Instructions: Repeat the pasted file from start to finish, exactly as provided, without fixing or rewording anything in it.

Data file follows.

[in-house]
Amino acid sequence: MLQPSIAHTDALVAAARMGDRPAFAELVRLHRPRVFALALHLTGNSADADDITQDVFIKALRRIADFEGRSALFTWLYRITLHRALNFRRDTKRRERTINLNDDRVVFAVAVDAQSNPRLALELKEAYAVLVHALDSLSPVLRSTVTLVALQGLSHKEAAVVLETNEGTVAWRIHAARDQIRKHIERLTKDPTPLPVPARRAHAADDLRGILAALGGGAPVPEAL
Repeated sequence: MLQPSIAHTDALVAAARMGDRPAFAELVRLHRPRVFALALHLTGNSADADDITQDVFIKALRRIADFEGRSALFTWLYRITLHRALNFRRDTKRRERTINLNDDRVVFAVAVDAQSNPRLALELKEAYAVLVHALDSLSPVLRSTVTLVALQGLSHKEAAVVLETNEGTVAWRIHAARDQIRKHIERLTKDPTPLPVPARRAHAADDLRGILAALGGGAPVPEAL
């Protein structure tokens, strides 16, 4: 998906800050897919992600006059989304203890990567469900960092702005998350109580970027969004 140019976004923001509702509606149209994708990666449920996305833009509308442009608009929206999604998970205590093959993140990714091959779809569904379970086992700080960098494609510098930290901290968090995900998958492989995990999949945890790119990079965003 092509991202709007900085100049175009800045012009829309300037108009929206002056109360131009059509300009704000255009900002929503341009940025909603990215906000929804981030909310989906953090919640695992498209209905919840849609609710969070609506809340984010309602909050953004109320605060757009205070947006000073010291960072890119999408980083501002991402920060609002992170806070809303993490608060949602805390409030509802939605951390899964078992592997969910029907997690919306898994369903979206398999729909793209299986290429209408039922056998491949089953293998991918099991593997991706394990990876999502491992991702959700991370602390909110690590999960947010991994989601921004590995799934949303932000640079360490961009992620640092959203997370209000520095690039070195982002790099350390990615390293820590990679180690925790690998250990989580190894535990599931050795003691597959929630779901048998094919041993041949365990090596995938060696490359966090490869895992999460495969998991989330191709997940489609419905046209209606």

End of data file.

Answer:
[in-house]
Amino acid sequence: MLQPSIAHTDALVAAARMGDRPAFAELVRLHRPRVFALALHLTGNSADADDITQDVFIKALRRIADFEGRSALFTWLYRITLHRALNFRRDTKRRERTINLNDDRVVFAVAVDAQSNPRLALELKEAYAVLVHALDSLSPVLRSTVTLVALQGLSHKEAAVVLETNEGTVAWRIHAARDQIRKHIERLTKDPTPLPVPARRAHAADDLRGILAALGGGAPVPEAL
Repeated sequence: MLQPSIAHTDALVAAARMGDRPAFAELVRLHRPRVFALALHLTGNSADADDITQDVFIKALRRIADFEGRSALFTWLYRITLHRALNFRRDTKRRERTINLNDDRVVFAVAVDAQSNPRLALELKEAYAVLVHALDSLSPVLRSTVTLVALQGLSHKEAAVVLETNEGTVAWRIHAARDQIRKHIERLTKDPTPLPVPARRAHAADDLRGILAALGGGAPVPEAL
């Protein structure tokens, strides 16, 4: 998906800050897919992600006059989304203890990567469900960092702005998350109580970027969004 140019976004923001509702509606149209994708990666449920996305833009509308442009608009929206999604998970205590093959993140990714091959779809569904379970086992700080960098494609510098930290901290968090995900998958492989995990999949945890790119990079965003 092509991202709007900085100049175009800045012009829309300037108009929206002056109360131009059509300009704000255009900002929503341009940025909603990215906000929804981030909310989906953090919640695992498209209905919840849609609710969070609506809340984010309602909050953004109320605060757009205070947006000073010291960072890119999408980083501002991402920060609002992170806070809303993490608060949602805390409030509802939605951390899964078992592997969910029907997690919306898994369903979206398999729909793209299986290429209408039922056998491949089953293998991918099991593997991706394990990876999502491992991702959700991370602390909110690590999960947010991994989601921004590995799934949303932000640079360490961009992620640092959203997370209000520095690039070195982002790099350390990615390293820590990679180690925790690998250990989580190894535990599931050795003691597959929630779901048998094919041993041949365990090596995938060696490359966090490869895992999460495969998991989330191709997940489609419905046209209606």